Major league baseball has had a devil of a time filling out a lineup card for its annual home run derby.
No Pujols. No A-Rod. Even Robinson Cano backed out.
Maybe Bud Selig should throw a bone to a real underdog, a 49th-round draft pick from East Tennessee State.
Paul Hoilman has a little experience now; he won the inaugural TD Ameritrade College Home Run Derby Wednesday night at Rosenblatt Stadium.
But it's the way Hoilman won that might impress the commissioner.
The burly first baseman with the red goatee, who hit 25 home runs in his junior season at ETSU, arrived at the airport in Boston Wednesday morning just after dawn — he's playing the summer in the Cape Cod League. His flight was delayed 90 minutes.
He arrived in Omaha at 2:30 p.m., just about the time the clouds opened up and dumped on Rosenblatt. Hoilman and his competitors didn't get a single swing on the field before the home run derby.
Normally, that might not have been an issue. But this was Rosenblatt, the college baseball shrine. This was a battle to be the nation's big bopper, with famous sluggers Mike Schmidt, Andre Dawson and Frank Thomas sitting front row.
To say the college guys felt some butterflies in the first round would be an understatement. Only three of the seven hitters — Hoilman, Georgia Tech's Matt Skole and Fresno State's Jordan Ribera — recorded more than two homers before the 10-out limit.
Hoilman led off the final round with a scary moment. He crushed a line drive into left field, toward a cluster of elementary-age kids shagging balls. Hoilman's shot smacked a boy directly in the mouth, bloodying his face and knocking out a few teeth.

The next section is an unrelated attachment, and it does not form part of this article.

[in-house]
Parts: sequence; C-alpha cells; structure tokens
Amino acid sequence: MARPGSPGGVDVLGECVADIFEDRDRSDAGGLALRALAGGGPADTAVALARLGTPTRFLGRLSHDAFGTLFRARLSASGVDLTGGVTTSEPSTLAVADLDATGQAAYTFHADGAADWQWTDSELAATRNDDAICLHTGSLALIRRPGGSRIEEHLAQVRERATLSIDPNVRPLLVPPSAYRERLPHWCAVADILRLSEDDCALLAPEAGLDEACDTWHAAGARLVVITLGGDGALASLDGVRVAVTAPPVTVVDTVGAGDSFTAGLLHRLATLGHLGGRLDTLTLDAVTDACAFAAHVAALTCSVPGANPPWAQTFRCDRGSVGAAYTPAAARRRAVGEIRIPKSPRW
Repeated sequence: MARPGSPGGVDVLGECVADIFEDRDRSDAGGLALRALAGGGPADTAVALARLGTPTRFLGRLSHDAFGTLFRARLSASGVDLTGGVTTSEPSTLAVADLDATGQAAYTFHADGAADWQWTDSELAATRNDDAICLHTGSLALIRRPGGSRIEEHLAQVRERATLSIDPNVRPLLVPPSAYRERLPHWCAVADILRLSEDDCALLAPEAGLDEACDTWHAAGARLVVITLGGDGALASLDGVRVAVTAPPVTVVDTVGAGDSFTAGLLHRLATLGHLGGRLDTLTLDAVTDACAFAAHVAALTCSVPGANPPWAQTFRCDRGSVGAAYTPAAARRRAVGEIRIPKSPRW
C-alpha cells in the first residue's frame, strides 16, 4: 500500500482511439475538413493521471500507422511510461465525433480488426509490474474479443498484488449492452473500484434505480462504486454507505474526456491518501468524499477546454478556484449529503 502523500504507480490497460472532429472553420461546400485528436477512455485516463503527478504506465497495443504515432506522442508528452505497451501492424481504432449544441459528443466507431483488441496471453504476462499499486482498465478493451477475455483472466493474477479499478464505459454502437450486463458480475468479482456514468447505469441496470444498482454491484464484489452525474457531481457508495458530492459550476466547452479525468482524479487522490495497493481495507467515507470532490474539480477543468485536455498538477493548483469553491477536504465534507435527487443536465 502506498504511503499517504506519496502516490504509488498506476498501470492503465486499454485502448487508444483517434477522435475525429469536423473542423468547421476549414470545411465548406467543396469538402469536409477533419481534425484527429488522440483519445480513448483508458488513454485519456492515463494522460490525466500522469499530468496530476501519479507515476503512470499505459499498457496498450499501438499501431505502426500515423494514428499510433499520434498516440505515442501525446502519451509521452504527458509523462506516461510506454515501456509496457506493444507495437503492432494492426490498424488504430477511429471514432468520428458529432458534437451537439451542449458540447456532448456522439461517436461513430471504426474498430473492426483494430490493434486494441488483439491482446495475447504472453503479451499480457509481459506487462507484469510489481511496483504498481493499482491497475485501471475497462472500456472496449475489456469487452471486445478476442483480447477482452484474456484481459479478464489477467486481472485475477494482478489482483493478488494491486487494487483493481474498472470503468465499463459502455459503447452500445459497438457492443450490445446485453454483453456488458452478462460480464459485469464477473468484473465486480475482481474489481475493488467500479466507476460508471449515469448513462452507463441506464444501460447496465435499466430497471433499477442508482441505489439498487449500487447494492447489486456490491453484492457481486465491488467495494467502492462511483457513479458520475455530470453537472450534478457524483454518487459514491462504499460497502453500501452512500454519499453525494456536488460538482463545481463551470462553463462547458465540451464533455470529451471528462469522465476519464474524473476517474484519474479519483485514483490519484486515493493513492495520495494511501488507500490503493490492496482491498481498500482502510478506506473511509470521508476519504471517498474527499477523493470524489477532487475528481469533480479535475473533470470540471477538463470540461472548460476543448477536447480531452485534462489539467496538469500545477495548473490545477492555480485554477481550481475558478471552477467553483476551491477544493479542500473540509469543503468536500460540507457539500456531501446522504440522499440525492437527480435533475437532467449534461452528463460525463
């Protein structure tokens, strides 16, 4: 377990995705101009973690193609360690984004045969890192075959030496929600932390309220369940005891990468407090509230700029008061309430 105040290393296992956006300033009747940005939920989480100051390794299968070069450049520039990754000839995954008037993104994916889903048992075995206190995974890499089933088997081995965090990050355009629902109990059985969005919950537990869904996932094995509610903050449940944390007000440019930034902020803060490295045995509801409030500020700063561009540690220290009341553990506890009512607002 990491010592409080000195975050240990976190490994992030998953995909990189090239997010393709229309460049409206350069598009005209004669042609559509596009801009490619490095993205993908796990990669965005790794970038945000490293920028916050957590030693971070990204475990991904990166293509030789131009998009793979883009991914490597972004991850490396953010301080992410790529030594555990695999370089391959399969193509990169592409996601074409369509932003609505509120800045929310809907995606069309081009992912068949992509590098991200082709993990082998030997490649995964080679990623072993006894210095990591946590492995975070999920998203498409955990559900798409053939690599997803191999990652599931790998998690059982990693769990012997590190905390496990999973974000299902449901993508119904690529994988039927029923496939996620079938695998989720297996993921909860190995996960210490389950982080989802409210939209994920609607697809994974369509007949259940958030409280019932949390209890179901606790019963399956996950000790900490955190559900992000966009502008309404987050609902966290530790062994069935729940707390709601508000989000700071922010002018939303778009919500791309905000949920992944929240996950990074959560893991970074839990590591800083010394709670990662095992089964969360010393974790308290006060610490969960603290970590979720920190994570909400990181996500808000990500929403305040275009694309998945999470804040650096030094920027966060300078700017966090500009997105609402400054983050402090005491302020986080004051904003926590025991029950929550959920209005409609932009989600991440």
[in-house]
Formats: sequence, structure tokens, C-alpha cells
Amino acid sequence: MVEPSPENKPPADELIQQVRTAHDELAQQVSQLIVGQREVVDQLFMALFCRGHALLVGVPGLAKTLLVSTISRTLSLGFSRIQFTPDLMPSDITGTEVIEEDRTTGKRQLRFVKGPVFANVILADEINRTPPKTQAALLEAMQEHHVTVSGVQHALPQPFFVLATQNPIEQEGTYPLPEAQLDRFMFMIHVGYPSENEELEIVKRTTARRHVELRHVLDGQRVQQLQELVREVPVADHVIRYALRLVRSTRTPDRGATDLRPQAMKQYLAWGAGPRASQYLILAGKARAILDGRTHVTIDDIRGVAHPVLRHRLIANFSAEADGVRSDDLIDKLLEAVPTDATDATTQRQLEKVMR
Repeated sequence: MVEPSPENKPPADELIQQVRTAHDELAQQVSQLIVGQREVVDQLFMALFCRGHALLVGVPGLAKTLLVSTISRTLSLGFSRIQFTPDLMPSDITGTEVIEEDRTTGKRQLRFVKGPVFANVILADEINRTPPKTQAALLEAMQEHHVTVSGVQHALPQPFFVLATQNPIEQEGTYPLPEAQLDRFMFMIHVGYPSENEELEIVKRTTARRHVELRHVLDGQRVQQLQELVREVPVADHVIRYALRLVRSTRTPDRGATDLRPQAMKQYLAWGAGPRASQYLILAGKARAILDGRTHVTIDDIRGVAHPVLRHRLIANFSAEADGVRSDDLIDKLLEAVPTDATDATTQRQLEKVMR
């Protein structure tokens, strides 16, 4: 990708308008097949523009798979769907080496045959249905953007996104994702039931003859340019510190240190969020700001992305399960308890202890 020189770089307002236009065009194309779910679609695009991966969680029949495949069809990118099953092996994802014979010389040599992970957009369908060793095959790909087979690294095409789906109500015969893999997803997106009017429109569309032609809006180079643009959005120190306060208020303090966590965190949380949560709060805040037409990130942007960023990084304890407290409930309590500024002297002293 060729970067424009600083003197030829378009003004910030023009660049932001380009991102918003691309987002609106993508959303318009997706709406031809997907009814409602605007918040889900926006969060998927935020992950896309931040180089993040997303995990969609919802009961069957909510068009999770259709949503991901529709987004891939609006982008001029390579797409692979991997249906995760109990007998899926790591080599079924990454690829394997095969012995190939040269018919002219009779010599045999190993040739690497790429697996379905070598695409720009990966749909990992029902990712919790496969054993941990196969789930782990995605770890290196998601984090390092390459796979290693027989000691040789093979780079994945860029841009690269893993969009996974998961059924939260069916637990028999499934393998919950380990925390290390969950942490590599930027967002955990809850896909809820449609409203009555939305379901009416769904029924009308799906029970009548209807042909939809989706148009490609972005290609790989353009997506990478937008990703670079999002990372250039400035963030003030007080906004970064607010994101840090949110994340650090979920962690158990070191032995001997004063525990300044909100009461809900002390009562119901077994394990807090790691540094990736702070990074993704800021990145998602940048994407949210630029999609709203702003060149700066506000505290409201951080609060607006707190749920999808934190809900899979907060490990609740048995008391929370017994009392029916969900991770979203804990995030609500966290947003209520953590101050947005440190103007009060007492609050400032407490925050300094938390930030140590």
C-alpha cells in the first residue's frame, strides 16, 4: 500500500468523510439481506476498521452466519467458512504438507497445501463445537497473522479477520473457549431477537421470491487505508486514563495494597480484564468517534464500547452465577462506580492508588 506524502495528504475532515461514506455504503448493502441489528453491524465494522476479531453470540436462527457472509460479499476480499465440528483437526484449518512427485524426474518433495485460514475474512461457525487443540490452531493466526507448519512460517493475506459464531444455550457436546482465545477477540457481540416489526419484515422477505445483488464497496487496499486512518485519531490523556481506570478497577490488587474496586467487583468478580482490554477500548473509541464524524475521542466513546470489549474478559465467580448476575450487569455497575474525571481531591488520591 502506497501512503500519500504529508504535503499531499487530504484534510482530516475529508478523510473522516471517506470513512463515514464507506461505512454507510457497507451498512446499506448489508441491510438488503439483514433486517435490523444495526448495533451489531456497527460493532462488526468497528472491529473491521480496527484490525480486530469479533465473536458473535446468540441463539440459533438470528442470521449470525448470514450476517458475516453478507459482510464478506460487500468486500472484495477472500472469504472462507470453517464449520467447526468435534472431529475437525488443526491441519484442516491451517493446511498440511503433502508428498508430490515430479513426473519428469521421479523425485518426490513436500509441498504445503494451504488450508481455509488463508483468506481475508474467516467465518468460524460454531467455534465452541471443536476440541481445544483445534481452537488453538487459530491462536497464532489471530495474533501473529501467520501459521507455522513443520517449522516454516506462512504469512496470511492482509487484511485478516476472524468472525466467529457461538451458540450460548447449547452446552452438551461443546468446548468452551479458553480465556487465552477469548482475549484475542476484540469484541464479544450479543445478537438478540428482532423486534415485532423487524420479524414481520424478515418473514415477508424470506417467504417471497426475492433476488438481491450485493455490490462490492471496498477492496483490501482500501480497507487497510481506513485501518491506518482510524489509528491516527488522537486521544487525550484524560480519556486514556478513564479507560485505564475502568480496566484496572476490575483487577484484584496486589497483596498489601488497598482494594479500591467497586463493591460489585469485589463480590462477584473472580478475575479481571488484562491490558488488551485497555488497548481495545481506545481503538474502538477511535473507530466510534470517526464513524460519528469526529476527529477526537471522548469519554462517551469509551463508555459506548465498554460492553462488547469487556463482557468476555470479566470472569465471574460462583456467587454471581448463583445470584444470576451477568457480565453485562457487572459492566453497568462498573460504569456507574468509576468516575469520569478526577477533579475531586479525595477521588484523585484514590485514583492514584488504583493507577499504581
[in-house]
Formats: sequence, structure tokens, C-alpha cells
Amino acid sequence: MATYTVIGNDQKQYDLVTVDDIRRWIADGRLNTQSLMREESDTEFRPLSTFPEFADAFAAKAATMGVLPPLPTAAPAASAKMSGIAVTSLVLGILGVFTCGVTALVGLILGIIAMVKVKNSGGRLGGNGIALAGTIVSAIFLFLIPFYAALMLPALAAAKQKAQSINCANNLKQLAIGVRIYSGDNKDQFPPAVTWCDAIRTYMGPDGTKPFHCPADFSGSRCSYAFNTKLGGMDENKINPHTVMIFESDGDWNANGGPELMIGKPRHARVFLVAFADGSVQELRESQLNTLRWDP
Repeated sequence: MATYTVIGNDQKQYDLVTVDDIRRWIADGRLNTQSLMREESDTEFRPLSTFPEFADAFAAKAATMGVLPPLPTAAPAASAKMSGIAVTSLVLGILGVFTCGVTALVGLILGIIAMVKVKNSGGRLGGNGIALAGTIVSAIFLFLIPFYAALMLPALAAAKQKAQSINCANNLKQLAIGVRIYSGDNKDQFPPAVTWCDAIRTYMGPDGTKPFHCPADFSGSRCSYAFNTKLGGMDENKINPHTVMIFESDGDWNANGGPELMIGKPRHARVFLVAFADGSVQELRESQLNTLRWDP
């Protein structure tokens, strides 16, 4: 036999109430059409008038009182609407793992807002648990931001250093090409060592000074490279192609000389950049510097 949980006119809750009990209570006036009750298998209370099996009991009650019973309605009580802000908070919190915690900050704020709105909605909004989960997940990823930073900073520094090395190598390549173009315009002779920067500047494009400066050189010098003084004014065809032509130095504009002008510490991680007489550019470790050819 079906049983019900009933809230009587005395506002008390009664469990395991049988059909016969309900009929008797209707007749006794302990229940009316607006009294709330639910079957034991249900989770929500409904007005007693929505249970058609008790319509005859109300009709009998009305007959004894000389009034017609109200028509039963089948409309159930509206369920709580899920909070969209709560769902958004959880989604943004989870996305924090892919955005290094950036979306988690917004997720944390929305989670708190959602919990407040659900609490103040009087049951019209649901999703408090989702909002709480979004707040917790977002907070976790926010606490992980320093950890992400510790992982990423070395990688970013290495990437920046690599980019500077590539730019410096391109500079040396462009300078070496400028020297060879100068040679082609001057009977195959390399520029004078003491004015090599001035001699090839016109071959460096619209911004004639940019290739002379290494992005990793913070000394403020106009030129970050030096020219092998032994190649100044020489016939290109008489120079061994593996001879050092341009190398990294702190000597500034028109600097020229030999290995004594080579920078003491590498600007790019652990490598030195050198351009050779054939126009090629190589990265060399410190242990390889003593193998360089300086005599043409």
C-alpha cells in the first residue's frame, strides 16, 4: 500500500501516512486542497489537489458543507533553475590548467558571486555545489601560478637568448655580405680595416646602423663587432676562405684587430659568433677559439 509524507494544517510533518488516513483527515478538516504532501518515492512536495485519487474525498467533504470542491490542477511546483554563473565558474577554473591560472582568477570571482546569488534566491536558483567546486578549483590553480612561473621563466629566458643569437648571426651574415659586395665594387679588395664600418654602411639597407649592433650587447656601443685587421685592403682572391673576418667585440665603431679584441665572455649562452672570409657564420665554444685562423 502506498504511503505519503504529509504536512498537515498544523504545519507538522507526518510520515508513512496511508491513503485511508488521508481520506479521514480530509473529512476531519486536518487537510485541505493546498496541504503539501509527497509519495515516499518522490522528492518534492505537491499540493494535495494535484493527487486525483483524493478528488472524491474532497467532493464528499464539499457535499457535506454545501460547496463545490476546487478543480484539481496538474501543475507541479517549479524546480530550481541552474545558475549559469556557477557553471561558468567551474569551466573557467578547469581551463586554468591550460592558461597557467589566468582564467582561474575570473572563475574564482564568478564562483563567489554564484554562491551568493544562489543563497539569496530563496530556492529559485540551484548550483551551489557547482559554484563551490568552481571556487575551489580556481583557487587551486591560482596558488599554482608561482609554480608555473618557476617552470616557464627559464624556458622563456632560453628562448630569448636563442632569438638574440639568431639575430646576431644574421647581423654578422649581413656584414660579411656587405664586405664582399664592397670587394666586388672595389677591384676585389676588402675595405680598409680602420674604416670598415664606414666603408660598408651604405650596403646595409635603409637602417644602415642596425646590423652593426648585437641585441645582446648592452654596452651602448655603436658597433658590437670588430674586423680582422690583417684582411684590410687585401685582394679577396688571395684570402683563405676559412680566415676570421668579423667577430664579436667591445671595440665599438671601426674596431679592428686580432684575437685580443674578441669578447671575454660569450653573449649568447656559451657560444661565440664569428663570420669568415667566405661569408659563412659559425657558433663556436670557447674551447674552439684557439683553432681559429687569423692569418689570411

The competition was delayed about five minutes as Hoilman and a crowd of approximately 3,000 waited nervously. Hoilman ran down the foul line to check on the boy, who eventually made it off the field.
Event organizers said afterward the boy was OK; Dawson and Schmidt signed a jersey for him.
Hoilman returned to the plate and immediately ignited the crowd. He put his 245 pounds to good use, ripping balls down the left-field line, crushing seven homers in his first 11 swings.
“He got into a groove,” said Dawson, an honorary hitting coach. “He kind of found his rhythm, and that's what it takes.”
Five straight outs followed. Then a final flurry of five straight home runs increased Hoilman's total to 12.
Fresno State's Ribera could muster only one homer in the final round; Georgia Tech's Skole hit none.
Afterward, Hoilman hoisted his trophy, did a few interviews and wrapped up a whirlwind experience.
He didn't even receive his derby invitation until about a week ago.
“Short notice, but like anybody, I was excited to get out here,” he said. “Just to get an opportunity to hit out here, much less for it to be a televised home run derby.”
CBS will show the event at noon Sunday.
“The early rounds were a little suspect,” said Schmidt, honorary hitting coach. “But Paul put on a helluva show there, and that's going to carry the program, I'm sure, when it's on the air.”
Hoilman's team in the Cape had an off day Wednesday, so he didn't miss a game.
He's scheduled to fly out at 7 a.m. Thursday. At night, he'll be back with his summer team, swinging a wood bat, trying to convince the Tampa Bay Rays to spend a little money on a 49th-rounder from East Tennessee State.
“If Coach puts me in the lineup,” Hoilman said. “I think he probably will.”
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